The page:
The Supreme Court has quashed an FIR registered against a Kashmiri Professor in Maharashtra under Section 153-A of the Indian Penal Code, 1860 for posting on social media, “14th August–Happy Independence Day Pakistan” with a picture of “Chand” and posting that August 5 (date of abrogation of Article 370) is a Black Day for Jammu and Kashmir and also saying that “Article 370 was abrogated, we are not happy”.

The Bench of Justice Abhay S. Oka and Justice Ujjal Bhuyan allowed an SLP filed by the Kashmiri Professor challenging an order of the Bombay High Court that refused to quash the FIR.

The Appellant Javed Ahmad Hajam was a Professor at Sanjay Ghodawat College in District Kolhapur, Maharashtra and was a permanent resident of District Baramulla, Kashmir. The allegation of commission of offence is based on what was seen on his WhatsApp status in August, 2022.

Advocate Javed R Shaikh appeared for the Appellant while AoR Aaditya Aniruddha Pande appeared for the Respondent State of Maharashtra.

The Division Bench of the Bombay High Court had held that the appellant celebrating the Independence Day of Pakistan will not come within the purview of Section 153-A of the IPC. However, the other objectionable part can attract the said offence.

"Now, coming to the words used by the appellant on his WhatsApp status, we may note here that the first statement is that August 5 is a Black Day for Jammu and Kashmir. 5th August 2019 is the day on which Article 370 of the Constitution of India was abrogated, and two separate Union territories of Jammu and Kashmir were formed. Further, the appellant has posted that “Article 370 was abrogated, we are not happy”. On a plain reading, the appellant intended to criticise the action of the abrogation of Article 370 of the Constitution of India", the Supreme Court held.

The Supreme Court held that the Appellant has the right to say that he is unhappy with the decision of the State to abrogate Article 370 and that the said right is guaranteed under Article 19(1)(a) of the Constitution of India.

The Court held, "He has expressed unhappiness over the said act of abrogation. The aforesaid words do not refer to any religion, race, place of birth, residence, language, caste or community. It is a simple protest by the appellant against the decision to abrogate Article 370 of the Constitution of India and the further steps taken based on that decision. The Constitution of India, under Article 19(1)(a), guarantees freedom of speech and expression. Under the said guarantee, every citizen has the right to offer criticism of the action of abrogation of Article 370 or, for that matter, every decision of the State. He has the right to say he is unhappy with any decision of the State".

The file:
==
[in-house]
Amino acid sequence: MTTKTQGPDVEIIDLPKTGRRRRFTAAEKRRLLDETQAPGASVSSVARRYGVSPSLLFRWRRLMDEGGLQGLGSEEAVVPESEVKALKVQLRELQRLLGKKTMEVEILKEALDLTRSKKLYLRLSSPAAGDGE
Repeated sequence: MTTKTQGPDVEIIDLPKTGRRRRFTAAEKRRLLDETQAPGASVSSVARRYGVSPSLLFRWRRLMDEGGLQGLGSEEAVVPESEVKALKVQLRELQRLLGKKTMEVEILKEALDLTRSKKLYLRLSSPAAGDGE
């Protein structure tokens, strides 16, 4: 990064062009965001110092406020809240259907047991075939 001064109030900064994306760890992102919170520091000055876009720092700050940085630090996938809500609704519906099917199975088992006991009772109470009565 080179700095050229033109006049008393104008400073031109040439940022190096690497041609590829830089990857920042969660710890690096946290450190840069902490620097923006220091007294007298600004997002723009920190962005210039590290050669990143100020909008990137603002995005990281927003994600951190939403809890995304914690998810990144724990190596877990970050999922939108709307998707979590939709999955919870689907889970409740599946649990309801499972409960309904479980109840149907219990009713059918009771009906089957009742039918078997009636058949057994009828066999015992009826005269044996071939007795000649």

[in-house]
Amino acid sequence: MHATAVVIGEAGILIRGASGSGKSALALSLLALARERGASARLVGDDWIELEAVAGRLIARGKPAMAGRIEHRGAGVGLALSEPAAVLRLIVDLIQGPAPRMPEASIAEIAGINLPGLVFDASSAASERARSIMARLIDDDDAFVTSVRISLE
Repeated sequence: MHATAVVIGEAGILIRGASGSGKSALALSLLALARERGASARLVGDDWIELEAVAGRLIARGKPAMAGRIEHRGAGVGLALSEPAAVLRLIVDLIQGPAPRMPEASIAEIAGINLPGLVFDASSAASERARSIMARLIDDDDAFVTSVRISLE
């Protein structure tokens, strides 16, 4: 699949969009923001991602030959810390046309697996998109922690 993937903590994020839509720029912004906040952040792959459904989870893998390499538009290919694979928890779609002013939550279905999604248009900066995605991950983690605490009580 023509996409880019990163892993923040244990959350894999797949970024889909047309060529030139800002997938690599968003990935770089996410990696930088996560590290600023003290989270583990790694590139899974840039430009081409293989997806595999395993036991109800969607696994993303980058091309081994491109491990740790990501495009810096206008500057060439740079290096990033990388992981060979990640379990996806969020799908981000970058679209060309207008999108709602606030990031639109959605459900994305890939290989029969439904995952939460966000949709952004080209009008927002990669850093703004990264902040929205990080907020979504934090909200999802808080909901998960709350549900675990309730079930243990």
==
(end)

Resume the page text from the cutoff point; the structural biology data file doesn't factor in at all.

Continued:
The Court held that the WhatsApp status of the Appellant with a photograph of two barbed wires, below which it is mentioned that “AUGUST 5 – BLACK DAY – JAMMU & KASHMIR” is an expression of his individual view and his reaction to the abrogation of Article 370. "It does not reflect any intention to do something which is prohibited under Section 153-A. At best, it is a protest, which is a part of his freedom of speech and expression guaranteed by Article 19(1)(a). Every citizen of India has a right to be critical of the action of abrogation of Article 370 and the change of status of Jammu and Kashmir. Describing the day the abrogation happened as a “Black Day” is an expression of protest and anguish", the Court held.

The Supreme Court held that if every criticism or protest of the actions of the State is to be held as an offence under Section 153-A, democracy, which is an essential feature of the Constitution of India, will not survive.

The Court added that the right to dissent in a legitimate and lawful manner is an integral part of the rights guaranteed under Article 19(1)(a) and that Every individual must respect the right of others to dissent. The Court added that an opportunity to peacefully protest against the decisions of the Government is an essential part of democracy and that the right to dissent in a lawful manner must be treated as a part of the right to lead a dignified and meaningful life guaranteed by Article 21. "But the protest or dissent must be within four corners of the modes permissible in a democratic set-up. It is subject to reasonable restrictions imposed in accordance with clause (2) of Article 19. In the present case, the appellant has not at all crossed the line", the Bench clarified.

The Court held that as far as the finding of the High Court about the possibility of stirring up the emotions of a group of people is concerned, the test to be applied is not the effect of the words on some individuals with weak minds or who see a danger in every hostile point of view. The Court held that the test is of the general impact of the utterances on reasonable people who are significant in numbers.

Cause Title: Javed Ahmad Hajam v. State of Maharashtra & Anr. (Neutral Citation: 2024 INSC 187)


Petitioner: Advocates Javed R Shaikh, Adil Muneer Andrabi, Towseef Dar, Yasser Jilani, Bisma Rashid, Aushaq Hussain, Saddam Hussain

Respondents: Advocates Aaditya Aniruddha Pande, Siddharth Dharmadhikari, Bharat Bagla, Sourav Singh, Aditya Krishna, Preet S. Phanse

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